Gillian Flaccus / Associated Press file                                A Lime electric scooter on a street in downtown Portland.

Gillian Flaccus / Associated Press file A Lime electric scooter on a street in downtown Portland.

Electric scooters rolling into Everett for a 3-month test

Starting Friday, 100 Lime scooters will be available for rent at strategic locations across town.

EVERETT — Rentable electric scooters will dot Everett streets on Friday as the Fisherman’s Village Music Festival gets into full swing.

Lime, one of the nation’s leading scooter-rental and bike-share companies, is launching a three-month pilot program with 100 e-scooters.

“This is going to be a great opportunity to connect parts of our community without the need for single-occupancy vehicles,” said Nick Harper, deputy mayor, introducing the pilot at Wednesday night’s Everett City Council meeting.

The battery-powered scooters will cost riders $1 to unlock and 25 cents per minute thereafter.

“Way more people are willing to ride scooters than bikes,” Jonathan Hopkins, Lime’s head of Northwest strategic development, told the council during the briefing.

They do not require a docking station at the end of the ride. Rather, riders are supposed to leave them in the “furniture zone,” the space between the curb and the sidewalk — where flower pots, light poles and bike racks are located.

Lime must move scooters that are improperly parked within two hours after being notified, according to a draft agreement between Lime and the city.

The city is instituting a 10 cents fee for every ride that starts in city limits, according to the document. And the company is allowed up to 300 scooters during the pilot program. More could be considered depending on usage.

To use the scooters, a phone app is needed to unlock them. Then riders step on and kick off to get going, according to a video on Lime’s website. A throttle to accelerate and hand brake are located on the handlebars.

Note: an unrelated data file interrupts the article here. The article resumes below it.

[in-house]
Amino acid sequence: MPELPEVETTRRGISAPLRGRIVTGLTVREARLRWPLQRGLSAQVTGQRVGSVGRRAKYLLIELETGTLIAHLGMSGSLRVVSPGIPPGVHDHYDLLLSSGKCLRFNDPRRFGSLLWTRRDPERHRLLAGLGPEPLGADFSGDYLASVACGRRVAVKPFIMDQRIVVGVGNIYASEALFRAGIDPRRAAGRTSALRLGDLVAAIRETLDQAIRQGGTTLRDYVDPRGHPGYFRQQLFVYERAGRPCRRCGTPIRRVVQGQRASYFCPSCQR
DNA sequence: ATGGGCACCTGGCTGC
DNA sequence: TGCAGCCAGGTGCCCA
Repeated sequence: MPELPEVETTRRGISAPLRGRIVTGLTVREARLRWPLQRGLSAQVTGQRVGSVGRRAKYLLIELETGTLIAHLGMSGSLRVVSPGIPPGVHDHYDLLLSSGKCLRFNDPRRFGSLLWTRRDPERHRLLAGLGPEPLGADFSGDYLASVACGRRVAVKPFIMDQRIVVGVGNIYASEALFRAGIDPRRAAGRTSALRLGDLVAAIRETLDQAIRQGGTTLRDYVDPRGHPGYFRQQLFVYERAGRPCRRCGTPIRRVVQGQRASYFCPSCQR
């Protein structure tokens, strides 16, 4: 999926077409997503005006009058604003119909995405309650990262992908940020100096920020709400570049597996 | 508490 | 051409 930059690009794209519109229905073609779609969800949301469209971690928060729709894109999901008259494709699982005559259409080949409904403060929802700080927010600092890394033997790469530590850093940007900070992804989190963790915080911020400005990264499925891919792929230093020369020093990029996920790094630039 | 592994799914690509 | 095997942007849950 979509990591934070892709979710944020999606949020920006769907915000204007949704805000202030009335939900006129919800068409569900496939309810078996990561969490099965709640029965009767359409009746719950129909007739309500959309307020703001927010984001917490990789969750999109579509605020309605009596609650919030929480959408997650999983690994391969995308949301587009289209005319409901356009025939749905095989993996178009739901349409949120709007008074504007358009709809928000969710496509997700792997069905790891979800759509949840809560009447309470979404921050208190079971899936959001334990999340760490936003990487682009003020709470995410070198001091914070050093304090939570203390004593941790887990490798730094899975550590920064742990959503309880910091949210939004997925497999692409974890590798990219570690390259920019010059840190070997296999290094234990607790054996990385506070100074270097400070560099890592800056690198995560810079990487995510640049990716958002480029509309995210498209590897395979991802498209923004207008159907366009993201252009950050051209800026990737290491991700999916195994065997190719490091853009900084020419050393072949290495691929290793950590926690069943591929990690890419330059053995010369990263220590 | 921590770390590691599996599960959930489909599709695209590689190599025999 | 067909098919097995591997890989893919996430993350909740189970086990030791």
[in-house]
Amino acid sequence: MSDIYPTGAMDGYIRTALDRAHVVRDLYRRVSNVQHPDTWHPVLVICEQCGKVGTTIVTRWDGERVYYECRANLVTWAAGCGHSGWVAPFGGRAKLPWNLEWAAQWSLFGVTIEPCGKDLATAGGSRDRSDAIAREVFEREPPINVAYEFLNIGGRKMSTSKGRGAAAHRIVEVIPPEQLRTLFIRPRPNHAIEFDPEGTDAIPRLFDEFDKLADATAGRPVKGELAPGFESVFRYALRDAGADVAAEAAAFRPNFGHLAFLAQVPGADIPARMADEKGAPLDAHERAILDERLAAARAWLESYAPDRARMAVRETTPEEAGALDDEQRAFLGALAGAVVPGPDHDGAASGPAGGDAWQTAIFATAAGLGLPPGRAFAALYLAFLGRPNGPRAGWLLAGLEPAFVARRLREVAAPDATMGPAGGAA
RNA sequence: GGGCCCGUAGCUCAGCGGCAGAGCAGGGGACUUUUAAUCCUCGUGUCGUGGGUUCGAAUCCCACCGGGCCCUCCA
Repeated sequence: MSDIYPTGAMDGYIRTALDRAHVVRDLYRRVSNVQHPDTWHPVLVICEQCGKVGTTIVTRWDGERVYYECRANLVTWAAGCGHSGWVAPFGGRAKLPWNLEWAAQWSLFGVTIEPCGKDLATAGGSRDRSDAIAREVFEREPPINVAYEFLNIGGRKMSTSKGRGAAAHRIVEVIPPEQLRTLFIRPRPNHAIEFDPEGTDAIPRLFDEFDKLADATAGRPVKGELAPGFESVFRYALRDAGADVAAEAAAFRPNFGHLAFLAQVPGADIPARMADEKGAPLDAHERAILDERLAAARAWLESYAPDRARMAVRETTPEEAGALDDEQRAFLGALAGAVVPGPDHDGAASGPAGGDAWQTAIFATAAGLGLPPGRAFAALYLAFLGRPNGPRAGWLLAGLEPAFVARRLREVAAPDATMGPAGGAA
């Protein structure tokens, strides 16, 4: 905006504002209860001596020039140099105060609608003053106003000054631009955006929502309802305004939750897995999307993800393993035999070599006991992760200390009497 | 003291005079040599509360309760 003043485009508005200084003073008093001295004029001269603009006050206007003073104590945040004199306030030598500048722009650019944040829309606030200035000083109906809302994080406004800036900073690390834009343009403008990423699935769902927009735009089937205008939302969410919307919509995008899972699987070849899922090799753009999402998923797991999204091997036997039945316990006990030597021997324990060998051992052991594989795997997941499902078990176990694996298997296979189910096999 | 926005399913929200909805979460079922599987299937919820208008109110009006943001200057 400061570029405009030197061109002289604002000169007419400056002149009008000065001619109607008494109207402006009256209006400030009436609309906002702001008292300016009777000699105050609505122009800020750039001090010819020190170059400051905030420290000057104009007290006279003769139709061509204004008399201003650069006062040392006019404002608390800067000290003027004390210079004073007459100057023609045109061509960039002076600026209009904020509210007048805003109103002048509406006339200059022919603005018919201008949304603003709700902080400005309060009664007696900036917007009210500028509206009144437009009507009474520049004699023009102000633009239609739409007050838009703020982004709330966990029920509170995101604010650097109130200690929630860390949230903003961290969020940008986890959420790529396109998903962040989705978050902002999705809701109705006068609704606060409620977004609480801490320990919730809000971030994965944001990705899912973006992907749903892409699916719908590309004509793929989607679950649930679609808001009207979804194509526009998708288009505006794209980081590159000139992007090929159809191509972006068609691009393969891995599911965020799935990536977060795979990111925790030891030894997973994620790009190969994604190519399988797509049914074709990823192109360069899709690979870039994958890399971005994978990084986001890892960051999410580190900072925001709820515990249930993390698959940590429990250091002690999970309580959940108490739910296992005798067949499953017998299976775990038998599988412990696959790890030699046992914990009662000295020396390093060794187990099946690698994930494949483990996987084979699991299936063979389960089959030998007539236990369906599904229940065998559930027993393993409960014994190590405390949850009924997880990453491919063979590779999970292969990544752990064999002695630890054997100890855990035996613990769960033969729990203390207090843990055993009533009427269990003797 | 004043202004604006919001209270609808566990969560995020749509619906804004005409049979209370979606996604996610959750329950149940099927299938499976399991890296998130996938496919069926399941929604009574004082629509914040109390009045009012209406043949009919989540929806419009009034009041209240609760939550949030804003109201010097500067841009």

Lime plans on sharing ridership data, so the city will be able to track the number of trips and routes used.

Each night the scooters are collected and charged, then redistributed on city streets.

“It means the cityscape gets a reset each day,” Hopkins said.

Where scooters are placed tends to mirror density, according to Hopkins.

Users are required to wear helmets and cannot ride scooters on the sidewalk, according to city code. Riders are allowed to use bike lanes or city streets that have speed limits of 25 mph or less. Scooters are not allowed to be used in city parks.

Many city councilmembers were excited about the pilot, though some expressed concern about inappropriately parked scooters and safety.

“I think this will be a great thing for our community,” said Councilmember Brenda Stonecipher during Wednesday’s meeting.

Last week Seattle announced the city would begin putting together a scooter-share pilot program, which could launch early next year. The city already has dockless bike share.

In Tacoma, e-scooters were introduced last fall. There, they are allowed to be ridden on sidewalks.

In Snohomish County, Bothell is considering implementing a scooter pilot. The City Council is expected to decide in early June, according to city spokesperson Catherine Jansen.

Lizz Giordano: 425-374-4165;; Twitter: @lizzgior.

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